PS To asnwer the original question, since temperance is the vitrue in opposition to the vice of gluttony, it seems logically implied that yes it would be a sin of gluttony.


#13

[quote="Debora123, post:4, topic:315651"]
Thank you for the input ladies.

I always imagined that IF smoking is a sin, it would fall under the category of gluttony... since it is an over consumption.

But perhaps I am wrong.

[/quote]

Gluttony applies only to food and drink and not other things.

Modern Catholic Dictionary:

GLUTTONY. Inordinate desire for the pleasure connected with food or drink. This desire may become sinful in various ways: by eating or drinking far more than a person needs to maintain bodily strength; by glutting one’s taste for certain kinds of food with known detriment to health; by indulging the appetite for exquisite food or drink, especially when these are beyond one’s ability to afford a luxurious diet; by eating or drinking too avidly, i.e., ravenously; by consuming alcoholic beverages to the point of losing full control of one’s reasoning powers. Intoxication that ends in complete loss of reason is a mortal sin if brought on without justification, e.g., for medical reasons. (Etym. Latin glutire, to devour.)


#14

But gluttony can also be more generally defined as intemperance or indulging in anything to excess. If excessive smoking is not a sin of gluttony (or intemperance), I’m not sure what else it would fall under?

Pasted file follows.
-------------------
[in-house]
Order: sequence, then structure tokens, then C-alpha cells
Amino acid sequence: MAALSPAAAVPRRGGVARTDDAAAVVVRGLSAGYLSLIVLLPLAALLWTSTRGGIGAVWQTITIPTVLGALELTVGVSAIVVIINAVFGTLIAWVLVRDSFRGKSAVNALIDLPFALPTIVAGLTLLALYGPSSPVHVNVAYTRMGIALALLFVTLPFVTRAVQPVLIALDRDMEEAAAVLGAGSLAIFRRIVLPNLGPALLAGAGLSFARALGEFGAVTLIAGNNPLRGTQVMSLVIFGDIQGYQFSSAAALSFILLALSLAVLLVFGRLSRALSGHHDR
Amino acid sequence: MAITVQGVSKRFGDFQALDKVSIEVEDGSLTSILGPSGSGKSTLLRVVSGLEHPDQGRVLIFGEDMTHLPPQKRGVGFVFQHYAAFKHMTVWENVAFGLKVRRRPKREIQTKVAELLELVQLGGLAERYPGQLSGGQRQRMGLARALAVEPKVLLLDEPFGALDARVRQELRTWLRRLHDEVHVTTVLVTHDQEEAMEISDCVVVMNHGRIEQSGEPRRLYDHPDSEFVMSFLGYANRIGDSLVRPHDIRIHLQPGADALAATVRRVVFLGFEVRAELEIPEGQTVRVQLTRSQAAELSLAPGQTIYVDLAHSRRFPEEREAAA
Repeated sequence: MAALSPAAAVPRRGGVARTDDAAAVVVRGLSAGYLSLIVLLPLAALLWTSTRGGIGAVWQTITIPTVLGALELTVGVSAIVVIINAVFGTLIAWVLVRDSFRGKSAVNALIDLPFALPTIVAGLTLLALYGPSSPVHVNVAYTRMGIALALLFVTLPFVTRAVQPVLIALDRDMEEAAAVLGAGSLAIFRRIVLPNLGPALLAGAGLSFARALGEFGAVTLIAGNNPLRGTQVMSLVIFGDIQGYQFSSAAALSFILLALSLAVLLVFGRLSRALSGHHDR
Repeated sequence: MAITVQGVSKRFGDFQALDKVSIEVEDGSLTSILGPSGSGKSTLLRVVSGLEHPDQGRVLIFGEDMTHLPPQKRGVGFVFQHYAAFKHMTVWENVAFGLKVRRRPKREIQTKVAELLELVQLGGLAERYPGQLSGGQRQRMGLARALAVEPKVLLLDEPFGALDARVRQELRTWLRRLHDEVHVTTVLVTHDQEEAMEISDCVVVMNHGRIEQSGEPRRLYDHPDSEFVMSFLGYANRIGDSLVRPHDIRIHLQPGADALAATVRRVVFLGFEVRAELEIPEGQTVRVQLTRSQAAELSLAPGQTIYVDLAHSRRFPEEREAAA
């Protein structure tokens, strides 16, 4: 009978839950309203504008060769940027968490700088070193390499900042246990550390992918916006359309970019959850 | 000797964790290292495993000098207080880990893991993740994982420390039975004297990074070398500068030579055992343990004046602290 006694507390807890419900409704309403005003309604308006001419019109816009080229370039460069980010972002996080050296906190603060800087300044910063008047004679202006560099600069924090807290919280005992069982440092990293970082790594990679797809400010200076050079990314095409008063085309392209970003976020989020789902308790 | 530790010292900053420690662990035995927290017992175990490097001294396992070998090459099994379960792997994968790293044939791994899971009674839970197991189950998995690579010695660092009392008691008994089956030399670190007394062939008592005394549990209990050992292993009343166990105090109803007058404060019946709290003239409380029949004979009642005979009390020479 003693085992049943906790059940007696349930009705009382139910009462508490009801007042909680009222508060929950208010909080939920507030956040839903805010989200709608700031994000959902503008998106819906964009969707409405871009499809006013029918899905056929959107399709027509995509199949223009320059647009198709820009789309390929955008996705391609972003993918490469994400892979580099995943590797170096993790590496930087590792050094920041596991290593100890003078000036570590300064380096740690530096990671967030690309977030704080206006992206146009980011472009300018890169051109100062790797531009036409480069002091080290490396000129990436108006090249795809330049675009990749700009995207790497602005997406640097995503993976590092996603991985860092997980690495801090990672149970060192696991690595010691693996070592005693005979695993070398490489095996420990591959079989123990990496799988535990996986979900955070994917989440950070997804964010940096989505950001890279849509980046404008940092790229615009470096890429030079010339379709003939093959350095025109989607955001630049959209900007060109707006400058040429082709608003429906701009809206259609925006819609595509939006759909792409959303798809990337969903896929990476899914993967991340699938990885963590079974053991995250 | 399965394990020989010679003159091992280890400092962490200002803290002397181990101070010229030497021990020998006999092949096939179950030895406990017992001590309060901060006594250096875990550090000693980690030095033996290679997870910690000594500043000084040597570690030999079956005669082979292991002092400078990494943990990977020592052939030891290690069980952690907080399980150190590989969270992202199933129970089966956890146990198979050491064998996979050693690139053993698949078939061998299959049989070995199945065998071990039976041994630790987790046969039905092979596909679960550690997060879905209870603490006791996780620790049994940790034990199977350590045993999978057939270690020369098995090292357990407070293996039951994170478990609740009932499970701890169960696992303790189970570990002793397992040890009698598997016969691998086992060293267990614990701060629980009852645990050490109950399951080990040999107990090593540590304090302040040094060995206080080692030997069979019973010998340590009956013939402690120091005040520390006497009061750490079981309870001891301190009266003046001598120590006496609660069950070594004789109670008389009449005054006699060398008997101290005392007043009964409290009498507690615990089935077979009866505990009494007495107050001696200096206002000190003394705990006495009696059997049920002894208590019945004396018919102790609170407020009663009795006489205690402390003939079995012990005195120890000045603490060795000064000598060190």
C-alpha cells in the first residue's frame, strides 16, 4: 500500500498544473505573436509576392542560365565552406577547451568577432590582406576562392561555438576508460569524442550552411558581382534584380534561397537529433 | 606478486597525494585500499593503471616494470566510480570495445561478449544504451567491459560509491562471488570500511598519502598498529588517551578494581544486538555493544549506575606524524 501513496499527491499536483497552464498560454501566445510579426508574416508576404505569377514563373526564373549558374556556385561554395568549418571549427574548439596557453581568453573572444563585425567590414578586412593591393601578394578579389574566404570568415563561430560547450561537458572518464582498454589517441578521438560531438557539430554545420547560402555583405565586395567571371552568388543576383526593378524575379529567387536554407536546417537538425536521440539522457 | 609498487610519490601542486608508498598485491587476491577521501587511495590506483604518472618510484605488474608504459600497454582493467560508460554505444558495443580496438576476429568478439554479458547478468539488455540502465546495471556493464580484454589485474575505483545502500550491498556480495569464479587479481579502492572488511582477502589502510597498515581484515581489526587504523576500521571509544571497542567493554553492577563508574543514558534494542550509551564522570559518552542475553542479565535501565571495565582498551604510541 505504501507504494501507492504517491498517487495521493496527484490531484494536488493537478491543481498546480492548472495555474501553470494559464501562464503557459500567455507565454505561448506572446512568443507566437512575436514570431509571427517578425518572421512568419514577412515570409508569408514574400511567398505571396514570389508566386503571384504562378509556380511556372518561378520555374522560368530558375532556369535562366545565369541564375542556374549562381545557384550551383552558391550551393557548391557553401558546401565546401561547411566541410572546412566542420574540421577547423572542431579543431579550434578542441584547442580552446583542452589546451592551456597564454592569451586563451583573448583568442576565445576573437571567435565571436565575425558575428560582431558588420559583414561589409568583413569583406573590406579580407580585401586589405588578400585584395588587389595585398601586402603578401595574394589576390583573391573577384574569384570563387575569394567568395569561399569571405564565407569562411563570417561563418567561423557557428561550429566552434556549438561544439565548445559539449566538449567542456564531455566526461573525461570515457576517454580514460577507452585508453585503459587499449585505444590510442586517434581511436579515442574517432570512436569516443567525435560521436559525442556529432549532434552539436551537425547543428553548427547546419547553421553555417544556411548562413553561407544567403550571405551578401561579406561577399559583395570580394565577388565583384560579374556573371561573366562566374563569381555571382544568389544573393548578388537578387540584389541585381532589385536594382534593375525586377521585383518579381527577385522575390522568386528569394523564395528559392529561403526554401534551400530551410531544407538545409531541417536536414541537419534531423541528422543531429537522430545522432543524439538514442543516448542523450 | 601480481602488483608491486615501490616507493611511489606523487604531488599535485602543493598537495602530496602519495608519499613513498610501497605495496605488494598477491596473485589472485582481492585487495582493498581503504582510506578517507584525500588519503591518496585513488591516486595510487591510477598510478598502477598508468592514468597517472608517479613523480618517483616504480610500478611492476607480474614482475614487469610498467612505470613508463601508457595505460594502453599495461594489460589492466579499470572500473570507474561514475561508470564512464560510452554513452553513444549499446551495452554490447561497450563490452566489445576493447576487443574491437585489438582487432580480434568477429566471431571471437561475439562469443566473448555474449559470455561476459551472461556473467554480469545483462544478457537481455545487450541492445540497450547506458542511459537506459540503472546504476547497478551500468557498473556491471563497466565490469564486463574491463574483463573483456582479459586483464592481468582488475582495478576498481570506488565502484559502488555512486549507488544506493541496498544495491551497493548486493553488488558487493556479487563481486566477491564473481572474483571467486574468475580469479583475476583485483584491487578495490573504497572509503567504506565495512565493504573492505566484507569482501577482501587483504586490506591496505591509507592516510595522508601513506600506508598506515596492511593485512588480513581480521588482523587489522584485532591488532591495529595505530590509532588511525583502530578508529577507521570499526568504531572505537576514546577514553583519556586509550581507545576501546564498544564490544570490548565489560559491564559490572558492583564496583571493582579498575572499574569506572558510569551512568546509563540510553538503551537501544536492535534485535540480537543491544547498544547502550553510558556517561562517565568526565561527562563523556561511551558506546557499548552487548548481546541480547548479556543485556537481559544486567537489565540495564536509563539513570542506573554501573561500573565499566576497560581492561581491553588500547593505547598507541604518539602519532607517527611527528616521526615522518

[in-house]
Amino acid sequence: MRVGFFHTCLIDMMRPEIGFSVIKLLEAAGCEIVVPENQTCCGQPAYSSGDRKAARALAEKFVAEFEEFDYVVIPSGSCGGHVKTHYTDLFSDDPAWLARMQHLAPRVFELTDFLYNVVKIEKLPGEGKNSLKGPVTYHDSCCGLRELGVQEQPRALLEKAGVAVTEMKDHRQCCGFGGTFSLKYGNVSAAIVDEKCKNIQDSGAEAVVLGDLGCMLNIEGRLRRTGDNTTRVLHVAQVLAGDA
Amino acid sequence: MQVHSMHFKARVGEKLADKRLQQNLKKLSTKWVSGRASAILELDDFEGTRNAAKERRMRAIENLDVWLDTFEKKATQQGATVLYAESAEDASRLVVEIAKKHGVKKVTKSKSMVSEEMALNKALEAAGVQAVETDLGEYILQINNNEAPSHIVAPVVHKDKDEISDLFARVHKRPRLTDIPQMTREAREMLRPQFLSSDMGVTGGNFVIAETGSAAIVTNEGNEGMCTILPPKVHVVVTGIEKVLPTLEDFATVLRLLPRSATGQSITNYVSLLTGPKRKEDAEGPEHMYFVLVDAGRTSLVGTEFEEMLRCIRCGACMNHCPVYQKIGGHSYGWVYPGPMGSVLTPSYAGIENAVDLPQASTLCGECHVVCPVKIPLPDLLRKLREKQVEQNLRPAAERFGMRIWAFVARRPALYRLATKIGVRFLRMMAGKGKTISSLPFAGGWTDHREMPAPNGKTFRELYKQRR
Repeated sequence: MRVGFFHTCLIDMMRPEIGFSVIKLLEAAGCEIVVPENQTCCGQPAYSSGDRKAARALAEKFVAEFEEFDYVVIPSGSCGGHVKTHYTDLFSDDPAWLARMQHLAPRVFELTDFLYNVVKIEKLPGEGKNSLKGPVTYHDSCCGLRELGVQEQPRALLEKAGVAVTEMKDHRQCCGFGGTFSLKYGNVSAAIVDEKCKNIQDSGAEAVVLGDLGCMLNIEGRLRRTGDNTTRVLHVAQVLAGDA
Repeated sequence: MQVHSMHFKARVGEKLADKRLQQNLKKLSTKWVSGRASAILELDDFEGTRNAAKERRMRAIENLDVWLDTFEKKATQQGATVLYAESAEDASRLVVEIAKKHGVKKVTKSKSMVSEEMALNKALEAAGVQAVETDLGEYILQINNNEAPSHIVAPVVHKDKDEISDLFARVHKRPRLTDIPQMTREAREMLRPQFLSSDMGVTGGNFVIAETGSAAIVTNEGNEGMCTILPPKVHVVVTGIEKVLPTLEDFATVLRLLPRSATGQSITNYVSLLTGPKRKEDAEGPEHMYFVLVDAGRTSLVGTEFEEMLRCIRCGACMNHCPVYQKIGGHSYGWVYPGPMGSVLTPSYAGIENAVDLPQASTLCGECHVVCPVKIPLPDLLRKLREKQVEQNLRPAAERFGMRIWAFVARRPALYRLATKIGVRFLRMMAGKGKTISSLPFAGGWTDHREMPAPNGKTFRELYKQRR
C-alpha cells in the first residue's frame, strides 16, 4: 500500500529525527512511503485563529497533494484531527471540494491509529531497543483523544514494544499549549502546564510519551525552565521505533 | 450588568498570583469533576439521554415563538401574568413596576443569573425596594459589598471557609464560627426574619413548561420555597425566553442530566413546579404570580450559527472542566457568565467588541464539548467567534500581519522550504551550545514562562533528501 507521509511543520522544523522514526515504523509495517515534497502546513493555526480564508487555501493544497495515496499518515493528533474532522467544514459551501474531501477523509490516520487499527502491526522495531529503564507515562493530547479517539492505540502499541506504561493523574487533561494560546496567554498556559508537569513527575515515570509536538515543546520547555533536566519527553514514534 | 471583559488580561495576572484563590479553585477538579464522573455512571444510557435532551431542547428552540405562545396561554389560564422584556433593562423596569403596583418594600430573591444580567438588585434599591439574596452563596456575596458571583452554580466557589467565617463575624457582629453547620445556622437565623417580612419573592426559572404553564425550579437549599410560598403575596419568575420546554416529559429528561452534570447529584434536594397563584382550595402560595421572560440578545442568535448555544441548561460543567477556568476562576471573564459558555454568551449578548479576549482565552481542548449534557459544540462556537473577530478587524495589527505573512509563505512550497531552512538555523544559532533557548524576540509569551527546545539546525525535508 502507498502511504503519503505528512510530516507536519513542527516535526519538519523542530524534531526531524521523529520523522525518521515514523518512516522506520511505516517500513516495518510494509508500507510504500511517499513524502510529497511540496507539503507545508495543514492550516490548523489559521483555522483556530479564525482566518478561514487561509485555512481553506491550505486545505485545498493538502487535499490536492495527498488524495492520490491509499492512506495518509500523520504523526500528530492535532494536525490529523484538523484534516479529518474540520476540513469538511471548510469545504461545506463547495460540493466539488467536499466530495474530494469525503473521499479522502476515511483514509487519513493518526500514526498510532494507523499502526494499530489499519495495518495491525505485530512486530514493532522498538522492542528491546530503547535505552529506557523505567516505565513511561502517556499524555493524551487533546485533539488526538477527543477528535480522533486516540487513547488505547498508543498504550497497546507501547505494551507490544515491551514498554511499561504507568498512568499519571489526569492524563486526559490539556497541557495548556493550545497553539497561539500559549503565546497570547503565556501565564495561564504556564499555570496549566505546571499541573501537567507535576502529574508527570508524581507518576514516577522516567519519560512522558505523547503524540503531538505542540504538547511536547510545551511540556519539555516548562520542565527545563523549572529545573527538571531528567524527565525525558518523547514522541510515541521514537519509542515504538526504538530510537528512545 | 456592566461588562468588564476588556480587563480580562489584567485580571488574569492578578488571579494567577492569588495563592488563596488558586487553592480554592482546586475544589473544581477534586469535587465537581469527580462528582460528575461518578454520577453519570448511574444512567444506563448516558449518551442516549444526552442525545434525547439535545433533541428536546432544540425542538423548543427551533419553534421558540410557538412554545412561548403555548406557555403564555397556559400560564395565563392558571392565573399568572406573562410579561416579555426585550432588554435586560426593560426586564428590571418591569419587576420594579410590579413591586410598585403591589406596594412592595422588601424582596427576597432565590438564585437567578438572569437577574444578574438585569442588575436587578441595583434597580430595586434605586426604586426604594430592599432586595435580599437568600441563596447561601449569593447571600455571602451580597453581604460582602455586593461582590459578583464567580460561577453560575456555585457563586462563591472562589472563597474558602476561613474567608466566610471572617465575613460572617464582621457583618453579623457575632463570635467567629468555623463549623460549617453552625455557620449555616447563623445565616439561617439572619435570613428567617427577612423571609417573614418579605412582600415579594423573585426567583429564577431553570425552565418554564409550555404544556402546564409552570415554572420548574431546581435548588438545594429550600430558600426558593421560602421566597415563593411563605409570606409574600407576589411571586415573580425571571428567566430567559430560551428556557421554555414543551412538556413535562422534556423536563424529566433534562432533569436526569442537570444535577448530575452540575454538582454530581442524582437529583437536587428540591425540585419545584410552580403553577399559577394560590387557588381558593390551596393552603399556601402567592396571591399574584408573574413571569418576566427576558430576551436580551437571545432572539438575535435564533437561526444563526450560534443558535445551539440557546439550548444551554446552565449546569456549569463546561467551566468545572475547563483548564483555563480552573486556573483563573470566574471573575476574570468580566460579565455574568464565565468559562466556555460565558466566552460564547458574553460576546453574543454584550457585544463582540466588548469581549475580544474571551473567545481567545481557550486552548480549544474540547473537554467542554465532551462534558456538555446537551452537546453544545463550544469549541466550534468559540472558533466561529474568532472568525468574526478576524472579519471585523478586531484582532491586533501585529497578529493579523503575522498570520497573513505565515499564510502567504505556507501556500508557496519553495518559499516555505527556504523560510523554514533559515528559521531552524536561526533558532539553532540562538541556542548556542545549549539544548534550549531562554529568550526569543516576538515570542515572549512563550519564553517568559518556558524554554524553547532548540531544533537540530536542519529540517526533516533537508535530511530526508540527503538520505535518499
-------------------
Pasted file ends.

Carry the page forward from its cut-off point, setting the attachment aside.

A good example of this broader definition, which goes even further away from the mere food/drink definition, is when St John of the Cross talks about the dangers of spiritual gluttony, where people seek pleasure in their prayer and other religious acts, such that their spiritual nourishment is not the goal, but rather the goal is a sweetness of experience.


#15

[quote="Debora123, post:1, topic:315651"]

Is this a sin of gluttony? A venial sin? Mortal sin? Grave matter? Is it on par to something like porn addiction? Why is the sin of gluttony so overlooked? Let me hear your thoughts!

[/quote]

Being a slave to any thing is to make an idol out of it. Also, since now we know that smoking kills, it would argue it is an offense against the 5th commandment: Thou Shalt Not Kill. Suicide or doing harm to our bodies is also a serious sin, especially when we knowingly do it, fully knowing the consequences. Before one can make any progress in the spiritual life one must uproot vices. Venial sins weaken the soul and makes one more susceptible to falling into grave sin. If a soul cannot say "no" to a cigarette it means the soul is a slave to something that is harmful to the health of the body.